through the Secretary of Defense to the President.  For the 1995
review, the Chairman posed the following three questions.  First,
should each geographic (unified) command be responsible for both
major land and adjoining water areas in order to ensure a total air,
land, and sea capability?  Second, should some of the areas of
responsibility be realigned or consolidated?  Third, should
responsibility for former Soviet Union states be assigned to a
specific command?  The first question was of particular interest to
the Southern and Atlantic Commands because it raised the issue of
whether responsibility for the waters adjoining Central and South
America and for the Caribbean Basin should be realigned from one
command to the other. 

Following the 1995 review, the Chairman recommended, and the
Secretary of Defense and the President approved, several UCP changes,
including that the Southern Command assume responsibility for waters
adjoining Central and South America and for the Caribbean Basin.  The
transfer of responsibility for the waters adjoining Central and South
America from the Atlantic Command became effective January 1, 1996,
and the transfer of the Caribbean Basin will be effective on June 1,
1997.  \3


--------------------
\3 This change did not affect the Atlantic Command's functional
responsibilities. 


   RESULTS IN BRIEF
------------------------------------------------------------ Letter :2

The 1995 UCP review provided numerous opportunities for participants
to express their views regarding potential UCP changes.  Officials
from the Southern and Atlantic Commands participated actively
throughout the process.  For example, at the beginning of the UCP
review, the Chairman solicited and obtained the views of the two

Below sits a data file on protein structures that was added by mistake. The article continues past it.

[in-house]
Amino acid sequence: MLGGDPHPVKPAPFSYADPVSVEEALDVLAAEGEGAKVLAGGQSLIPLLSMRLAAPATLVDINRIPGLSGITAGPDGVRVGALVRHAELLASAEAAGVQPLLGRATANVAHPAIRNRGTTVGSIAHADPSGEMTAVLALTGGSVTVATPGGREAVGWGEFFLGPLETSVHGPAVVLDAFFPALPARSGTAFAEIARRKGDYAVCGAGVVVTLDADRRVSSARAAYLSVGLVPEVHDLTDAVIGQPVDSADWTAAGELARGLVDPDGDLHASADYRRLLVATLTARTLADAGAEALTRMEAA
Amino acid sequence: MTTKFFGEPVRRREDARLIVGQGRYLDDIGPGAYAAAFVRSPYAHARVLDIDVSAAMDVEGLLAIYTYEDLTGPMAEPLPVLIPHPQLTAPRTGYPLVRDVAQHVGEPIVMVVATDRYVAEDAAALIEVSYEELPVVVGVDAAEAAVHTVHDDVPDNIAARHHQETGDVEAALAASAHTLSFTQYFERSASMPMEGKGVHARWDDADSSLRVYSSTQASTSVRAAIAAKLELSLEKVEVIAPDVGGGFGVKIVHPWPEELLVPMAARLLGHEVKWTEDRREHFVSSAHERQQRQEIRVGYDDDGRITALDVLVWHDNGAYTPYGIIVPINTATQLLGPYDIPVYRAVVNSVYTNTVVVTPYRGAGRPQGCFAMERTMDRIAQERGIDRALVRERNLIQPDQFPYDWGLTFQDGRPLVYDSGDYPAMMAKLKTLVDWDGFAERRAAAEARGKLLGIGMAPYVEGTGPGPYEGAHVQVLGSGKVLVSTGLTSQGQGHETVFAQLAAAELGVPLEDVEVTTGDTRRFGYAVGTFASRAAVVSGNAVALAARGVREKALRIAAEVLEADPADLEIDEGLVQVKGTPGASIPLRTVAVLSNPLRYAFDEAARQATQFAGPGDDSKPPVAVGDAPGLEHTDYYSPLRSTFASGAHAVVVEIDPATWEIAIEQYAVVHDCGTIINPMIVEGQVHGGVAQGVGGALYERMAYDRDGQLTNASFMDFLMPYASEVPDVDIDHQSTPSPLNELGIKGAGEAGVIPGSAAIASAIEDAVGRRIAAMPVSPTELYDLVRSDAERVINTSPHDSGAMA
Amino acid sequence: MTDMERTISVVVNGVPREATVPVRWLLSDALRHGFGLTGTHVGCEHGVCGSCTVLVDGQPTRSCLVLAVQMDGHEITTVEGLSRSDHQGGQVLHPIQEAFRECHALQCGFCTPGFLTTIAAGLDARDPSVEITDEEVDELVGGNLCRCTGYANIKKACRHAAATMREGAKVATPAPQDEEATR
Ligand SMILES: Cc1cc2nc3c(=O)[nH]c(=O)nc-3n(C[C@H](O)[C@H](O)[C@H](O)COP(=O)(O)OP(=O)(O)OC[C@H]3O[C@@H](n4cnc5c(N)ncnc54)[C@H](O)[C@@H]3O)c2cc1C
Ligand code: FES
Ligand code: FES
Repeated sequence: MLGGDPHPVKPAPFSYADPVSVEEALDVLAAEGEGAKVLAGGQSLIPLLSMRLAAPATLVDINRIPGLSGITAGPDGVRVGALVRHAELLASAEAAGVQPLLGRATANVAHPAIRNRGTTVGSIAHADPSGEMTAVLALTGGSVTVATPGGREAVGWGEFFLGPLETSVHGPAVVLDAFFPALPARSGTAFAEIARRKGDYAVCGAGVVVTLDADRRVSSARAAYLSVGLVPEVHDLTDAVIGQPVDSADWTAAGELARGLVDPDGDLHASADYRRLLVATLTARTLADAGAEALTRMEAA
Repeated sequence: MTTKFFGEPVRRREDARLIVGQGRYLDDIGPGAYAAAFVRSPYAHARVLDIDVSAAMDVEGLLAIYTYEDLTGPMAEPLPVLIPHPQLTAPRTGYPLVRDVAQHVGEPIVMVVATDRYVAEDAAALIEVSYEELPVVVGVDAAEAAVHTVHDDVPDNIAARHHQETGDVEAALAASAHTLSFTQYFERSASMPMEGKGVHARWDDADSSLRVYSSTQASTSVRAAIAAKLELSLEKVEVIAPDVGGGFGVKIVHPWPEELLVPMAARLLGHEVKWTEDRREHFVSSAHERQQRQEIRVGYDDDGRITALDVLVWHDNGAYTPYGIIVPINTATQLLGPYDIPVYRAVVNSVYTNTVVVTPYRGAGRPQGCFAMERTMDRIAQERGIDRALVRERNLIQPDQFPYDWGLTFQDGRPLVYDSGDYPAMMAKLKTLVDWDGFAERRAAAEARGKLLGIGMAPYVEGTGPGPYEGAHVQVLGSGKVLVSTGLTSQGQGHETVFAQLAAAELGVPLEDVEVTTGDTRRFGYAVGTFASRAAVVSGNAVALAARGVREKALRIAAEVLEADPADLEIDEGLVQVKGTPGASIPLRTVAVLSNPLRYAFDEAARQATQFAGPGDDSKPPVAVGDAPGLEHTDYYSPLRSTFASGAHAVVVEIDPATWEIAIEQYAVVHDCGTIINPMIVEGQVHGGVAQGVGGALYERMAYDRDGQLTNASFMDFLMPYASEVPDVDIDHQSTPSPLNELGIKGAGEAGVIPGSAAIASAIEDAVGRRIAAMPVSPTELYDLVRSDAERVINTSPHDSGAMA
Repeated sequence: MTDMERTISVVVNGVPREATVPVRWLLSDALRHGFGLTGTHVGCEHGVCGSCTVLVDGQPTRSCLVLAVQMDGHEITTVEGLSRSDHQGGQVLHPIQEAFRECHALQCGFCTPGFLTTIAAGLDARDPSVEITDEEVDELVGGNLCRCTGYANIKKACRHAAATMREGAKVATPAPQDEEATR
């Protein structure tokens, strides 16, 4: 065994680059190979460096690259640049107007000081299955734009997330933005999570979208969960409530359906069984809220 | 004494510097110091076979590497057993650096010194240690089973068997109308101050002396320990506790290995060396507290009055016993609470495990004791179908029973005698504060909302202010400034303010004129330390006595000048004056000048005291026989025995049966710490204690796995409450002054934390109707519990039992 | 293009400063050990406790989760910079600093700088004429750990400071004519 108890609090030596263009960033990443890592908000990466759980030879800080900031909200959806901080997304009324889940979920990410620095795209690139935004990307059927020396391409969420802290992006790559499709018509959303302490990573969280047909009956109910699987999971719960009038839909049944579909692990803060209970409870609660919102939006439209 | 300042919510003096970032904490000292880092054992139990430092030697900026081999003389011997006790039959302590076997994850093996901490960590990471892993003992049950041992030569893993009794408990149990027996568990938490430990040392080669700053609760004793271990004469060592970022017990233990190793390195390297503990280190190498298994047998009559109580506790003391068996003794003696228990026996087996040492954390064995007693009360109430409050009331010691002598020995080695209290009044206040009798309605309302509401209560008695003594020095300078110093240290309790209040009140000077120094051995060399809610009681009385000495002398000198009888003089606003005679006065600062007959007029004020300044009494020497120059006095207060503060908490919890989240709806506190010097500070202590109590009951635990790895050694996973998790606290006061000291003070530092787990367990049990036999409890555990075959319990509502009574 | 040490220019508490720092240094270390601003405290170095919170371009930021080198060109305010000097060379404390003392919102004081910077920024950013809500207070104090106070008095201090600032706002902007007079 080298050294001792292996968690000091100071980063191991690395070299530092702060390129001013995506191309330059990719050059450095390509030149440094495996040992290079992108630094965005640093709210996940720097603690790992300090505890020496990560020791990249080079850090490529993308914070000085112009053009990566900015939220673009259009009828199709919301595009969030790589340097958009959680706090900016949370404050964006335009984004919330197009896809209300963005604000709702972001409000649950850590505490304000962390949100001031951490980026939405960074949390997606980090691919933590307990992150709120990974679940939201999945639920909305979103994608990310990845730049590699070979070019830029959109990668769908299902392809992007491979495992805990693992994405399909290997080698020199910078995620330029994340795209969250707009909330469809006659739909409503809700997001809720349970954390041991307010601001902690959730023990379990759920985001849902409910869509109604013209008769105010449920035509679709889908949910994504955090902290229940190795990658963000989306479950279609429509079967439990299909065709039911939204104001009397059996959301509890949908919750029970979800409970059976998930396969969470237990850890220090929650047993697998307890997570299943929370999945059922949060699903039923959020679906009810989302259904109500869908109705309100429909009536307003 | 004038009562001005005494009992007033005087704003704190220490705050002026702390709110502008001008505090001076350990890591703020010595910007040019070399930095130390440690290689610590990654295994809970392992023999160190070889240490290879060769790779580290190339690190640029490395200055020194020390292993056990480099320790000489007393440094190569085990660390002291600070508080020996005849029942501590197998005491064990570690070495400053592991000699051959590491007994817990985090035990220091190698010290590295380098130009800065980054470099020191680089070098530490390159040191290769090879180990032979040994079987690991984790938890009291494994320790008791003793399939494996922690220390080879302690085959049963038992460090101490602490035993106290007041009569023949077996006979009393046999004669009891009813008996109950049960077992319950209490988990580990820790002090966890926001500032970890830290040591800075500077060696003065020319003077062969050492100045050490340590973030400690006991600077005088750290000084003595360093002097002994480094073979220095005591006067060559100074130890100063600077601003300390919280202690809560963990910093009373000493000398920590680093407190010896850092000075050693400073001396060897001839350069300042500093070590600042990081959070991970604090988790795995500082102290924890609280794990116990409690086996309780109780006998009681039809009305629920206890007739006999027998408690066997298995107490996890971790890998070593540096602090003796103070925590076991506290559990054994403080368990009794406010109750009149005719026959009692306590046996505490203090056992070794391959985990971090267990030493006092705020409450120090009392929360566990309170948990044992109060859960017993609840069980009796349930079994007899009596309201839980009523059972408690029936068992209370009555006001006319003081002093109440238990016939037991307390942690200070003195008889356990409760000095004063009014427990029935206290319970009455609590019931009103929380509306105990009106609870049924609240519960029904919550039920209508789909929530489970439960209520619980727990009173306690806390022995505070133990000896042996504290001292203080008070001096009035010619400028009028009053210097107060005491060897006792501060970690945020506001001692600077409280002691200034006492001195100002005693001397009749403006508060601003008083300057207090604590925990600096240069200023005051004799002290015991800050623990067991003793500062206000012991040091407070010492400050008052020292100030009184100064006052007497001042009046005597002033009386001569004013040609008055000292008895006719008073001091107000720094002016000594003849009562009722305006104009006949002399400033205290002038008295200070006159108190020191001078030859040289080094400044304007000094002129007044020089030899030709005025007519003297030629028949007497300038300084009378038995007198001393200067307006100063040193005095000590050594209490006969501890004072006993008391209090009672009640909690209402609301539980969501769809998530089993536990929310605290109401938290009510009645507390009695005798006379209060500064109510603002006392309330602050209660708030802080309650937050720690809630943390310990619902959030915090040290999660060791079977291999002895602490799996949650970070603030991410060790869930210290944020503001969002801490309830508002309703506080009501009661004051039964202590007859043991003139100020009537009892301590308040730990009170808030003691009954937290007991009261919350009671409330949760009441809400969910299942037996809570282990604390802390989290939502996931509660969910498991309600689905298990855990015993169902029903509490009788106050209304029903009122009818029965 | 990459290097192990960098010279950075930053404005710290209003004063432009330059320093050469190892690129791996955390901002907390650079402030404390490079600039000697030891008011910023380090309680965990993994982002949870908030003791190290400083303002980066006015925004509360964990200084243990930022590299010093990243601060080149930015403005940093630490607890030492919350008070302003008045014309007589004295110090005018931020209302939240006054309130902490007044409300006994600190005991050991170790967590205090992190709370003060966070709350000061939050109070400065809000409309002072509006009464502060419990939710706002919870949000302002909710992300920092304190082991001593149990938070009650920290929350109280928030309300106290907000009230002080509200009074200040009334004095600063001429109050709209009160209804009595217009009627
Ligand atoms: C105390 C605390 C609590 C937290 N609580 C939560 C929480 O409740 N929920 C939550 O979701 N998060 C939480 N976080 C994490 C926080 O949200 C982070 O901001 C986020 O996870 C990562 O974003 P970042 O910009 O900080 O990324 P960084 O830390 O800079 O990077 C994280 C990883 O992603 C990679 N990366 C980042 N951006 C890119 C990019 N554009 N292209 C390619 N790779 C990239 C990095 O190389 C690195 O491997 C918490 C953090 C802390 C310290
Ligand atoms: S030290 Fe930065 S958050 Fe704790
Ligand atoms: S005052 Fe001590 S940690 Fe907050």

commands regarding issues to be included in the review.  Also,
command officials participated in a working group that discussed UCP
issues, including the Caribbean alignment, and identified related
pros and cons.  A Joint Staff working group further refined the
issues; developed options and recommendations for the Chairman's
consideration; and, after the Chairman's review, obtained the
commands' comments on proposed UCP changes.  Also, during the time of
the UCP review, the commanders of the Southern and Atlantic Commands
participated in three conferences at which potential UCP issues and
changes were discussed. 

Throughout the 1995 UCP review, the Southern and Atlantic Commands
maintained opposing views on realigning the responsibility for the
Caribbean Basin.  The Southern Command supported the Caribbean
realignment, viewing it as a positive move to enhance unity of
command in Latin America and the Caribbean Basin and to improve the
command's focus on joint operations.  The Atlantic Command opposed
the realignment, viewing the reduction of its geographic area as
diminishing its credibility as a joint force trainer.  The Atlantic
Command also believed that this change would prevent it from fully
developing its functional role of joint force trainer, integrator,
and provider as envisioned in the 1993 UCP review. 

The Chairman's stated rationale for transferring the responsibility
for the waters adjoining Central and South America and for the
Caribbean Basin to the Southern Command was that these changes would
(1) improve the Southern Command's interaction with navies of Central